Price and Avalos were refreshing and good to listen to. I’ve never heard a discussion about the Bible stories done with such criticisms of the immorality and of the less-than-skeptical traditional interpretations of them, all while keeping it light-hearted, intelligent, respectful, and grounded.
They addressed the skeptical audience with ideas like: [7:35] the gets too much attention from scholars done at the expense of other ancient books that are just as wise and beautiful. The devotional aspect of the Bible scholarship is due to the religious support for it, but there are secularists among the scholars who want to pursue the Bible in a secular way. Dr. Avalos even goes as far as saying we should be championing the fight against the apologists and evangelical scholars and taking an activist stance to deprivilege Biblical authority in scholarship down to the ordinary level of the rest of the ancient works.
Where would Archimedes and other ancient authors be if less attention had been paid to the Bible, Archimedes has almost been forgotten now-a-days, scholars had other work to do.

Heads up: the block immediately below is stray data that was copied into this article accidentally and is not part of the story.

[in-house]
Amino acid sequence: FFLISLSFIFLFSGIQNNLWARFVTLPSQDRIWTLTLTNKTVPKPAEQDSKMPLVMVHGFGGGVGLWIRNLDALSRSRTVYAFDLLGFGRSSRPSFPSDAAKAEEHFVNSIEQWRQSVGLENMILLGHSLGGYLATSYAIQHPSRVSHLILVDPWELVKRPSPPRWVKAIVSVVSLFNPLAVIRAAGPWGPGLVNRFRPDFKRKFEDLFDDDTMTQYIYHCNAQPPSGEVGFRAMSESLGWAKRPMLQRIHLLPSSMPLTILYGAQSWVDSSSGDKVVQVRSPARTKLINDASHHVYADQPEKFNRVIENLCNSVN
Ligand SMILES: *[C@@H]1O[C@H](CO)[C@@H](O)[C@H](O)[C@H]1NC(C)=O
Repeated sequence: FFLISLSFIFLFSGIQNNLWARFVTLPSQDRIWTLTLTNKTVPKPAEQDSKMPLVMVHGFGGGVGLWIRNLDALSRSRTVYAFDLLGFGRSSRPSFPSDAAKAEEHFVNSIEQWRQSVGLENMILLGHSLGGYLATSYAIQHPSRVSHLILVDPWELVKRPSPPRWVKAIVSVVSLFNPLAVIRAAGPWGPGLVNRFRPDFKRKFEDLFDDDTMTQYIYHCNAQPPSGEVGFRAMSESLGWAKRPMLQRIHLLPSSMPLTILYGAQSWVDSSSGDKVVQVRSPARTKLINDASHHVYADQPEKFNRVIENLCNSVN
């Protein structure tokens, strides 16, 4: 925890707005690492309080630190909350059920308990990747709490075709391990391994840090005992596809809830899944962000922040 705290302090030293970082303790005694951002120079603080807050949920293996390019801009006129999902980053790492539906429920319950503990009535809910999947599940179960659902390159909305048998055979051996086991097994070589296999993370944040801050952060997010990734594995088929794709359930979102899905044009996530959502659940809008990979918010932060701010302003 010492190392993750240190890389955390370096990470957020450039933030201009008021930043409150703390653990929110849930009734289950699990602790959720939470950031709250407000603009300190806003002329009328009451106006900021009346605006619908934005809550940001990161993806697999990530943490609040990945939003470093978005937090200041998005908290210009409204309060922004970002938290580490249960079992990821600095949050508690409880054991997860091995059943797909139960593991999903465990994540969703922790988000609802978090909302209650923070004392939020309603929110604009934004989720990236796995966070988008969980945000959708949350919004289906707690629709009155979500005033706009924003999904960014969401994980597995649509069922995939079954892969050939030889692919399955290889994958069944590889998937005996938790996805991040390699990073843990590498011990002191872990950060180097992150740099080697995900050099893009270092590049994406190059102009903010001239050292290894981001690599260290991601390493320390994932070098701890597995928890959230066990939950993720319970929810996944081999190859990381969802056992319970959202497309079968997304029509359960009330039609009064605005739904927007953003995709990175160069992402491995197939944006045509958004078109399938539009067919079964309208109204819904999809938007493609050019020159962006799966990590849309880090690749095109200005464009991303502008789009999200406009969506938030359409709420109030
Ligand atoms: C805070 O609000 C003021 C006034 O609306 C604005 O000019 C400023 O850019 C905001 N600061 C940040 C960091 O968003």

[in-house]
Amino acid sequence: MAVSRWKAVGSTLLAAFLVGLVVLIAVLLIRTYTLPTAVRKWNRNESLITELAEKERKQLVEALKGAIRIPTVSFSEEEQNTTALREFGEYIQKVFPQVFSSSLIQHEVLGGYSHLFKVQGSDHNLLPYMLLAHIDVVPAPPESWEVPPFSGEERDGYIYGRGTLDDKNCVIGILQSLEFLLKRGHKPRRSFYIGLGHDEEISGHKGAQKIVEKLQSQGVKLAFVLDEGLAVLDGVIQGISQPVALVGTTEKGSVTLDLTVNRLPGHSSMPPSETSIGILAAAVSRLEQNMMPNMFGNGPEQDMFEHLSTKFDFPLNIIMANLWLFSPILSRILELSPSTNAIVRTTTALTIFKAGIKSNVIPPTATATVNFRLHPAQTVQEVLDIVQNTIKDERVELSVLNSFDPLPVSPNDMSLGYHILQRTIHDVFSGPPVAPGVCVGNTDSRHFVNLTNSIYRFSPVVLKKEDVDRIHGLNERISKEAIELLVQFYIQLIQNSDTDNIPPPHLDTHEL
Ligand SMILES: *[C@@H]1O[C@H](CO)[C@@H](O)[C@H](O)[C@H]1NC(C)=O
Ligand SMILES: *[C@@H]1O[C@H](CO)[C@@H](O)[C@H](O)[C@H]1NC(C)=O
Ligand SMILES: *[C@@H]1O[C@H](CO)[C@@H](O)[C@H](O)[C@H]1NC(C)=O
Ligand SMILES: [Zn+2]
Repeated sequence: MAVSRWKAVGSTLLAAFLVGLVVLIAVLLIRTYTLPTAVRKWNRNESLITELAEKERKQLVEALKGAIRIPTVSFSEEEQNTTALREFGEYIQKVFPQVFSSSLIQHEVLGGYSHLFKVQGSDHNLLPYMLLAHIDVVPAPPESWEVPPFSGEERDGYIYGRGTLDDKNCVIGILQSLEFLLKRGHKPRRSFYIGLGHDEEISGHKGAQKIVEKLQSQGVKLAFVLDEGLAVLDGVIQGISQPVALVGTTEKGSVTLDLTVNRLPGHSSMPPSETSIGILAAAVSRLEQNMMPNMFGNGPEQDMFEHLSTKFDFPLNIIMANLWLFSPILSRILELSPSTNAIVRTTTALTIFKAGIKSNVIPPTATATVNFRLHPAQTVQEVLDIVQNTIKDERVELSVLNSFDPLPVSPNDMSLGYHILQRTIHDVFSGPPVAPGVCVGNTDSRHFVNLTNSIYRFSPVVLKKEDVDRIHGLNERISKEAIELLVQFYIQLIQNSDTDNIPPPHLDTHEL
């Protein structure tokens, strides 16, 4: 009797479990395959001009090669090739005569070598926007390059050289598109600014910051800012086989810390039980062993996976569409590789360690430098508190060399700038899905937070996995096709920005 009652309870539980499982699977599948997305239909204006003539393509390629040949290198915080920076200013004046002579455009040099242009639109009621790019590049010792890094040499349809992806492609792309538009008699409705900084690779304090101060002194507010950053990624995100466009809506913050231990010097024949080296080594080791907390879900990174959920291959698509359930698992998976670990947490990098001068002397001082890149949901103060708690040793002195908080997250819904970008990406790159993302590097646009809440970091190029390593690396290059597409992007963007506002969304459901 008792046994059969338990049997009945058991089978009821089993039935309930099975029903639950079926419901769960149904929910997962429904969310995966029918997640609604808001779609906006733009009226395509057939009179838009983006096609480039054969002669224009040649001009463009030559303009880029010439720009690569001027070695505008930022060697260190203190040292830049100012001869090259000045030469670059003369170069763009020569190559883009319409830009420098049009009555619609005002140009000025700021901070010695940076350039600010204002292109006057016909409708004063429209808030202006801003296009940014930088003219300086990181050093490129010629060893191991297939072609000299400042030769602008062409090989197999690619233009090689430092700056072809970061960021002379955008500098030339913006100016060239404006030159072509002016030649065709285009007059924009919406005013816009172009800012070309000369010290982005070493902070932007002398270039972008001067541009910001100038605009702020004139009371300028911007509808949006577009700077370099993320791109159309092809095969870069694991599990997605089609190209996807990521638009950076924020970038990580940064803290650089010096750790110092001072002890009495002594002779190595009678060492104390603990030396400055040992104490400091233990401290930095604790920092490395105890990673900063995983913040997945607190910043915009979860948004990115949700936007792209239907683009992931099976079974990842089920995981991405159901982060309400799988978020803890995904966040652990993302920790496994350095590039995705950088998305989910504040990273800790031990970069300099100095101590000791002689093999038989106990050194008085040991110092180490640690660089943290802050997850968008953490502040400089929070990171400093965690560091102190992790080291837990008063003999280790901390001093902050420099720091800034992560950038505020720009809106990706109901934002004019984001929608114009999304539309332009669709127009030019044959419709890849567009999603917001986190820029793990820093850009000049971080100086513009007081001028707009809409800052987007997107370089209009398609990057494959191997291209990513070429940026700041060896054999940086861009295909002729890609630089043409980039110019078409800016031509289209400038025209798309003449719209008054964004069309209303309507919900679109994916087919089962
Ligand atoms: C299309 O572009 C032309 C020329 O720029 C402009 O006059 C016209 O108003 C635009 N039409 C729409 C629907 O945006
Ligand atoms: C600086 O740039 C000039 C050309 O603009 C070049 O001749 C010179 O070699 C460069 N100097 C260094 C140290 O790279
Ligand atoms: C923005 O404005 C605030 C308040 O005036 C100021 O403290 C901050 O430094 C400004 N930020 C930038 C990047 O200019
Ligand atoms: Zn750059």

Price and Avalos addressed the religious scholars with [22:18] refutations of their less than skeptical interpretations of various Bible stories: [23:00] “... I will only accept as historical what has some sort of independent corroboration. By that standard very few things in the Old Testament are historically established, and in that sense I’m a minimalist.” [23:56] “... and I think people should be proud of being a minimalist, it shouldn’t be a bad word.”
[24:08] There’s just no evidence for the empire of King Solomon in all the glory and size that the Bible credits to it. [28:05] “Most of our actual sources don’t date to the first century. Even the New Testament sources.” “So we have no way to know what was changed/not changed between the first century and the time the Extant manuscripts we have were copied.” [28:40] When it comes to sources from the first century we actually have a poverty of sources. I can’t tell you much of anything about the first century.”
I think that the cause of preserving the great ancient works is worthwhile, and that the cause of preserving the ancient Bible has had enough attention already. Price and Avolos did well.